Aziz paid a farewell visit to South Korea to strengthen and enhance relations between the two countries.[74] Aziz cautiously supported South Korea's stance while refraining to criticise North Korea.[74] On a three-day state visit, Aziz and his counterpart Lee Hae Chan signed two agreements on cultural exchange and providing human resource management, and improving trade and cultural ties between South Korea and Pakistan.[74] Aziz strongly allied with the United States in the fight against terrorism, and in a meeting with an American journalist, Aziz maintained that: "Pakistan is now ideally positioned to "work with cooperation rather than confrontation as a force for peace, stability, and prosperity..".[75] During his tenure, relations with the United States strengthened and progressed.[76] In 2006, Aziz quoted: "Pakistan-American relations are based on mutual trust and respect and are long-standing.".[76] During his repeated visits to the United States, Aziz worked and deliberately approached the U.S. administration on building a strategic partnership with the United States, and made efforts to build a "robust-broad-based strategic relationship.".[77] Aziz's economic, domestic, and internal reforms focused on enriching a longer-term sustainable Pakistan-U.S. relationship and contributed immeasurably to both countries' joint struggle against extremism.[77]

Relations with Israel were considered important by Aziz's government, and supported Musharraf's policy on Israel.[78] At foreign fronts, Aziz maintained a "Telephone Policy"[79] on diplomatic engagement with Israel, whilst keeping Saudi Arabia and Turkey in tacit contact.[79][80] During his tenure, bilateral relations with the United Kingdom were enhanced and reached to a new level after meeting with British prime minister Tony Blair in 2005, and tightened the economic and defence relations with British counterpart Gordon Brown in 2007.[81] Brown thanked Aziz for the successful launching of a $500 million Eurobond, which was oversubscribed four times.[82] After assuming the office of prime minister, Aziz left for China, as his foreign state visit as prime minister in 2004.[83] In 2007, Aziz made his final state visit as prime minister to China to sign a Free Trade Agreement[84] with China, and regarded the country as a "strategic partner"[85] and a "time-tested friend,"[85] whilst China regarded the FTA agreement as "a historic development".[85] Aziz built closer economic ties with India while alleviating the territorial conflicts. After meeting with Indian counterpart Manmohan Singh, a confident measuring building process was initiated by Aziz.[86]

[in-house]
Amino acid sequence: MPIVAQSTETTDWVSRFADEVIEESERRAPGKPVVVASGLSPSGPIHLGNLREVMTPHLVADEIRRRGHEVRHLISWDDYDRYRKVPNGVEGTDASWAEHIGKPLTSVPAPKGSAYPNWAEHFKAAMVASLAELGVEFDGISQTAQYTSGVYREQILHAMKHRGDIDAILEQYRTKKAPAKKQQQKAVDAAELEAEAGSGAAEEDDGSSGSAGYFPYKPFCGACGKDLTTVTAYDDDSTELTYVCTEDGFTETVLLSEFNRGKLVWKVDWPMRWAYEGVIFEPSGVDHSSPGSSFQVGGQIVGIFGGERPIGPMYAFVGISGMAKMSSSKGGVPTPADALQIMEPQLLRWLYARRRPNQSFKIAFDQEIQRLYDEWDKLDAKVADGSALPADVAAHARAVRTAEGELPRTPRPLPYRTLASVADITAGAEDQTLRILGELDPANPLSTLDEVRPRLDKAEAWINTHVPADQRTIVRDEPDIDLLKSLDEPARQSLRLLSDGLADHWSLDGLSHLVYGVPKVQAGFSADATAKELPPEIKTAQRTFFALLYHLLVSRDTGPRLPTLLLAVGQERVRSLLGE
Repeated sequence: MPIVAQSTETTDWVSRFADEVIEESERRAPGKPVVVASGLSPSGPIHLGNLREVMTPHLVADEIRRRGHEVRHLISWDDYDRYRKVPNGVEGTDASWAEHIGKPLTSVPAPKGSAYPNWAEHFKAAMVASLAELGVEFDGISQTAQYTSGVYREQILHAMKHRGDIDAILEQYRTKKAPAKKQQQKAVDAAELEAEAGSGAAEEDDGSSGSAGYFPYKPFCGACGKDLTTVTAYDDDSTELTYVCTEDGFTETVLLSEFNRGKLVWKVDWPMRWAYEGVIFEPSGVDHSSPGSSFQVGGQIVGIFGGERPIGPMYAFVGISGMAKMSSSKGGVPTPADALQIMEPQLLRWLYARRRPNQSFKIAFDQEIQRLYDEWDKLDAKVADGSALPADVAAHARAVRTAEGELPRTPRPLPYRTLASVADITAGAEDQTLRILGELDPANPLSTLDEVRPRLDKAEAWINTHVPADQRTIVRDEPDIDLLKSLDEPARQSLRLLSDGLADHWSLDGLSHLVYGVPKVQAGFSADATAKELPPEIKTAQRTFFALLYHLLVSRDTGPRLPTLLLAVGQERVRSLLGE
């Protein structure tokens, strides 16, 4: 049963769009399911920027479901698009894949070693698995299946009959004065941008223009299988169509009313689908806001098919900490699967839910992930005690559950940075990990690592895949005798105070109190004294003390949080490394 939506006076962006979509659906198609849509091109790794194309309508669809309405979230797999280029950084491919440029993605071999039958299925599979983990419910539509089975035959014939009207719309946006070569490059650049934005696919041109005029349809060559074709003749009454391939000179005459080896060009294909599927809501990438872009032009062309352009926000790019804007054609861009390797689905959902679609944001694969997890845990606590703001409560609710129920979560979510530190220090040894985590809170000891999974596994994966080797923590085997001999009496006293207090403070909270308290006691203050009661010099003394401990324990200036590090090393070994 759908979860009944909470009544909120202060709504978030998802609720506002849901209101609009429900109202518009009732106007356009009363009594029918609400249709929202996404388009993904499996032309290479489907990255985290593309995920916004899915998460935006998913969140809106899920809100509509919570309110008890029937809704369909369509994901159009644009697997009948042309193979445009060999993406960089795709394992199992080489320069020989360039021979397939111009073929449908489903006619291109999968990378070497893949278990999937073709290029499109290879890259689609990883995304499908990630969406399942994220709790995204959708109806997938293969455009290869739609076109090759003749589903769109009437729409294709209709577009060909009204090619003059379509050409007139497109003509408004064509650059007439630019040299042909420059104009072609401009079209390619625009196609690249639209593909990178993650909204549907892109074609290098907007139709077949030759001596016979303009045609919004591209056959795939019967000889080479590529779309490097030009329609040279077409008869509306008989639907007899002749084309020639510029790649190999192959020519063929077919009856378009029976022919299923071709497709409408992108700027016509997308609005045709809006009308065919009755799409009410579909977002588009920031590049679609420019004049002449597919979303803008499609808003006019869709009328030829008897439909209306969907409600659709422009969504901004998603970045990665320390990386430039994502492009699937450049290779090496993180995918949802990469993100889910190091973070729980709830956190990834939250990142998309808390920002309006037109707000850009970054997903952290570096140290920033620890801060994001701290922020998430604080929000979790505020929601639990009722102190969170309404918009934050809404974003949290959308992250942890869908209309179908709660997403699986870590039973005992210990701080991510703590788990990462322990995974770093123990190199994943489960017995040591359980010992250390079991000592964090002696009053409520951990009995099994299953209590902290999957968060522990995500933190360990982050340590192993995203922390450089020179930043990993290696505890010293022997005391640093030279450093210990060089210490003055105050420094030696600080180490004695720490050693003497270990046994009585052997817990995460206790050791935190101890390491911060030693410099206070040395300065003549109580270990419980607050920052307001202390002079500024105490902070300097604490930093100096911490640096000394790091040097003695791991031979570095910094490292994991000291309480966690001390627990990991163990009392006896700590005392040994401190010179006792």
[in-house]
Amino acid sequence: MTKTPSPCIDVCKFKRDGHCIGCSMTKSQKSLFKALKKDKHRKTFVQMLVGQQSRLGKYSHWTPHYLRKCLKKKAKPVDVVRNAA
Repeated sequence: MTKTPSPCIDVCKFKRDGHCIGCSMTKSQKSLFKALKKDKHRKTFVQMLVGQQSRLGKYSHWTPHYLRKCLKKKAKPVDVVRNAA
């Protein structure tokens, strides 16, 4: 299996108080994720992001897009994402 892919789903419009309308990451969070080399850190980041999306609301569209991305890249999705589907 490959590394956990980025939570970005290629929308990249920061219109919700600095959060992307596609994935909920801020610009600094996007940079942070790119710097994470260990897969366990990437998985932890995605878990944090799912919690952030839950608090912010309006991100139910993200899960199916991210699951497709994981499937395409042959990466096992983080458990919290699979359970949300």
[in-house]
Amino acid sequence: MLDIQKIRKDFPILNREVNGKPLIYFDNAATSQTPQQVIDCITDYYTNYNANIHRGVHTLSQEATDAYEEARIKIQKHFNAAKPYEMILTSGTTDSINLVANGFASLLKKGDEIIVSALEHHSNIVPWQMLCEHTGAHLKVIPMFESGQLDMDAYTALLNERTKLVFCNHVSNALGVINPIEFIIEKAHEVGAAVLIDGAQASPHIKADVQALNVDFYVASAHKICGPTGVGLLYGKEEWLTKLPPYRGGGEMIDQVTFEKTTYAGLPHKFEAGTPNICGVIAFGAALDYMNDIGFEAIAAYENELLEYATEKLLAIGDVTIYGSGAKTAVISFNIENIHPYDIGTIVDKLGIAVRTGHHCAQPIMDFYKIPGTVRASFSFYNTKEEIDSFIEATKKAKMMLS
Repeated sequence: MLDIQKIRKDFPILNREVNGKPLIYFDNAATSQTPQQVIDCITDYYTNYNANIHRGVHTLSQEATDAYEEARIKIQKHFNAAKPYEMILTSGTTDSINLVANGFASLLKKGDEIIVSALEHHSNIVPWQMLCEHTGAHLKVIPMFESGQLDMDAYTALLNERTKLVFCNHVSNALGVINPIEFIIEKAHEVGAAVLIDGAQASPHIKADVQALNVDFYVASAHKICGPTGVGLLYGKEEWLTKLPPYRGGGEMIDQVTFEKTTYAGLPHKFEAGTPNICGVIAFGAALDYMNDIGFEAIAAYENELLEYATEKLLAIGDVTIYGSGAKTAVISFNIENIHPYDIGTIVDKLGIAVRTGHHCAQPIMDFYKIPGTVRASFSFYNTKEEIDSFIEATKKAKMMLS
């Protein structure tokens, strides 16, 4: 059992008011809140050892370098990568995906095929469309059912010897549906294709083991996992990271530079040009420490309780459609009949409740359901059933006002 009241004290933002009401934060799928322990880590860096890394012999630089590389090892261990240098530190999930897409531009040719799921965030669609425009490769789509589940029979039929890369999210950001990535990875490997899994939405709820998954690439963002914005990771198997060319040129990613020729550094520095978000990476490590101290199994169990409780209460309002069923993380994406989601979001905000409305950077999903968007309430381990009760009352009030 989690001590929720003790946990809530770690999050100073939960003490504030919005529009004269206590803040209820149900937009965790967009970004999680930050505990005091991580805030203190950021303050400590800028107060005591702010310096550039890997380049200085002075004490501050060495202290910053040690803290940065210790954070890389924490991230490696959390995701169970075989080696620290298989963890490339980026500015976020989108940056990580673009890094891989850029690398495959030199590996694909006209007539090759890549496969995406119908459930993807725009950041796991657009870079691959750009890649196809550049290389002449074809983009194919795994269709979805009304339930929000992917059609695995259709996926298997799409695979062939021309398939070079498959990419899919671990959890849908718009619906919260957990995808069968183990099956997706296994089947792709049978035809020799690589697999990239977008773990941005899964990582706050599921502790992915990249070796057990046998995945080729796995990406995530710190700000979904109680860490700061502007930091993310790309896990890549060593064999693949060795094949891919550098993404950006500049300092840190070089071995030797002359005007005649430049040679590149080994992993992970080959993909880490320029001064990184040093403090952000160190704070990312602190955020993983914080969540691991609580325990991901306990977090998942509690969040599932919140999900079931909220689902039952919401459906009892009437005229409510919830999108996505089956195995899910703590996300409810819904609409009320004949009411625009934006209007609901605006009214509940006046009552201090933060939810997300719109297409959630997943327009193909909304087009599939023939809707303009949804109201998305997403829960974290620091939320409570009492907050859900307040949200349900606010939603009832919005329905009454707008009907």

Aziz pushed his foreign policy to Russia,[87] calling Russia a "global super power".[88] In 2006, Aziz invited state-run and private-media of Russia where he repeatedly stressed for the need to enhance cooperation between Pakistan and Russia in the fields of education, science and technology, energy, defence and trade and investment.[87] Finally, in 2007, Russian prime minister Mikhail Fradkov paid a three-day-long visit to Pakistan, becoming the first Russian prime minister and leader to visit the country in 38 years.[89] During this trip, Aziz and Fradkov pledged to boost economic ties and signed two co-operation agreements .[90]

Economic policy